Effect of congeneric chemical signals of different ages on foraging response and food choice in the field by golden spiny mice (Acomys russatus)

Alexandre Dobly, Francine M. Rozenfeld, Abraham Haim

Research output: Contribution to journalArticlepeer-review

Abstract

The common spiny mice Acomys dimidiatus and golden spiny mice Acomys russatus coexist in the extreme warm and dry parts of the Rift Valley in Israel. However, they are temporally segregated in that the former is nocturnal. whereas the latter is diurnal. Daily rhythms of physiological and behavioral variables in A. russatus responded to semiochemical signals released by A. dimidiatus (in the urine and feces). Both species feed upon the same food items but at different times of the 24-hr cycle. The main aim of the present study was to test under field conditions the foraging response of A. russatus to odors of different ages released by A. dimidiatus. Various feeding and behavioral variables were compared in three groups of A. russatus. The results show that fresh semiochemical signals released by A. dimidiatus decrease the feeding efficiency and increase the rate of smelling from a distance in A. russatus. These results support the idea that temporal segregation between the two coexisting species is at least partly through semiochemicals present in the urine and feces.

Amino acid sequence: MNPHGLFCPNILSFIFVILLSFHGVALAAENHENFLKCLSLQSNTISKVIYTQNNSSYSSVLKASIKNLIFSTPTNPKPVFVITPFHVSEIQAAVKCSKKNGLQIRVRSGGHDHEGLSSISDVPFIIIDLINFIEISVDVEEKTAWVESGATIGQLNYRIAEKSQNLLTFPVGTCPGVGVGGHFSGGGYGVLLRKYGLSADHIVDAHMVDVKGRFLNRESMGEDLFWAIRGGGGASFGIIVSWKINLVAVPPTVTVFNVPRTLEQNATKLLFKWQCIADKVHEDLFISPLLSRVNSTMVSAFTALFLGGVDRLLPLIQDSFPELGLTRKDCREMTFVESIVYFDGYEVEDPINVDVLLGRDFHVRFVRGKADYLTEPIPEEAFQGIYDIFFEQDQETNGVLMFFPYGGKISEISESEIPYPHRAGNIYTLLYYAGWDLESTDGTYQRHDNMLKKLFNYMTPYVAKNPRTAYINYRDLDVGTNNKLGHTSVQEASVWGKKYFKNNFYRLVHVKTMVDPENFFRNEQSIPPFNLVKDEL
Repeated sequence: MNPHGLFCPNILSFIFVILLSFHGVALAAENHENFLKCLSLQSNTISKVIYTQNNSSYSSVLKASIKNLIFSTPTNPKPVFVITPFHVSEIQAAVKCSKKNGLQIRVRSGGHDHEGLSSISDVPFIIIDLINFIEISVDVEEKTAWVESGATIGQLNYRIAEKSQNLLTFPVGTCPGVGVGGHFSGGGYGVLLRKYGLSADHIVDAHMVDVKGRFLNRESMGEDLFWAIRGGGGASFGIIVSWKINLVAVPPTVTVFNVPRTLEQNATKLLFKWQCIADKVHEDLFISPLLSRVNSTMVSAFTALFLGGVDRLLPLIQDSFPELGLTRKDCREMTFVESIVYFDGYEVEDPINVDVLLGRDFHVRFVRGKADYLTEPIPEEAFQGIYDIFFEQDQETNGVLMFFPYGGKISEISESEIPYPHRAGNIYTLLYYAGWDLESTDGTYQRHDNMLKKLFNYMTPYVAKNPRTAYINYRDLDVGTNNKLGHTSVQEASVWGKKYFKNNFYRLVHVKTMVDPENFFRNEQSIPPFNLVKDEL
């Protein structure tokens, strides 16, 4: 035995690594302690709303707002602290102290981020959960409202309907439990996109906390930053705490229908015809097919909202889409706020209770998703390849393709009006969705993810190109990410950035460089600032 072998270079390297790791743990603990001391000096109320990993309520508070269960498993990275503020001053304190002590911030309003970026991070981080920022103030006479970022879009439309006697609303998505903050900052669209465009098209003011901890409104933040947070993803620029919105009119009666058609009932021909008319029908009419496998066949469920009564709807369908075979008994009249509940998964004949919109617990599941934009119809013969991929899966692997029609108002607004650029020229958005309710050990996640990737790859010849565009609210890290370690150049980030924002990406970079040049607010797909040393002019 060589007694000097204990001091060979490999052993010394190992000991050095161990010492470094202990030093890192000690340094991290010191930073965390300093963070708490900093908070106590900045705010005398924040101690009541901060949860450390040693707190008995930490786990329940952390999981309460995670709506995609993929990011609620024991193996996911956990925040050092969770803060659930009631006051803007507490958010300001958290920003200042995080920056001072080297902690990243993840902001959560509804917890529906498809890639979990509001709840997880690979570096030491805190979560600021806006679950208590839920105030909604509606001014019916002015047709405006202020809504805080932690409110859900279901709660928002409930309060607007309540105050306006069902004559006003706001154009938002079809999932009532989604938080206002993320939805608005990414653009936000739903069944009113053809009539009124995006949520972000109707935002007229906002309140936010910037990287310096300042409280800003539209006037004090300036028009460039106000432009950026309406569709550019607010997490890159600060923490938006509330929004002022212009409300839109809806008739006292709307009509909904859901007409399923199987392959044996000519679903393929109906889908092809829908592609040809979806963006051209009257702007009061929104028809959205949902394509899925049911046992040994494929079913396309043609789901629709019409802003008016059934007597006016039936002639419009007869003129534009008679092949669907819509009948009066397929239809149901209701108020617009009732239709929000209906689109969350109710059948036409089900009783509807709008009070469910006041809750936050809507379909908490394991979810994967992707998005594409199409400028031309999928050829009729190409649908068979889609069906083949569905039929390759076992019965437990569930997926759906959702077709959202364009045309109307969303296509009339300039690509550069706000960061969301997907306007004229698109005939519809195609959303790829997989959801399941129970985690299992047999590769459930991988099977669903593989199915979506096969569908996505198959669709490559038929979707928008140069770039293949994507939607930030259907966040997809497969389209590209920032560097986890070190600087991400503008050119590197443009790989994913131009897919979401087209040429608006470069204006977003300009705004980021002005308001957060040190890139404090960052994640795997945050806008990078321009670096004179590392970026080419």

Original languageEnglish
Pages (from-to)1953-1961
Number of pages9
JournalJournal of Chemical Ecology
Volume27
Issue number10
DOIs
StatePublished - 2001
Externally publishedYes

Bibliographical note

Funding Information:
Acknowledgments—This project was financed by the Israeli Ministry of Sciences and the Belgian “Commisariat Général aux Relations Internationales de la Communauté Franc¸aise de Belgique” (CGRI). A. Dobly benefited from a FRIA grant from Belgian government (“Fonds pour la formation à la Recherche dans l’Industrie et dans l’Agriculture”). We thank all the people at Ein-Gedi for the use of their facilities. We also thank Allina Neuman for her help.

Keywords

  • Acomys
  • Arid environment
  • Feeding behavior
  • Heterospecific chemical signals
  • Spiny mouse
  • Urine and feces

ASJC Scopus subject areas

  • Ecology, Evolution, Behavior and Systematics
  • Biochemistry

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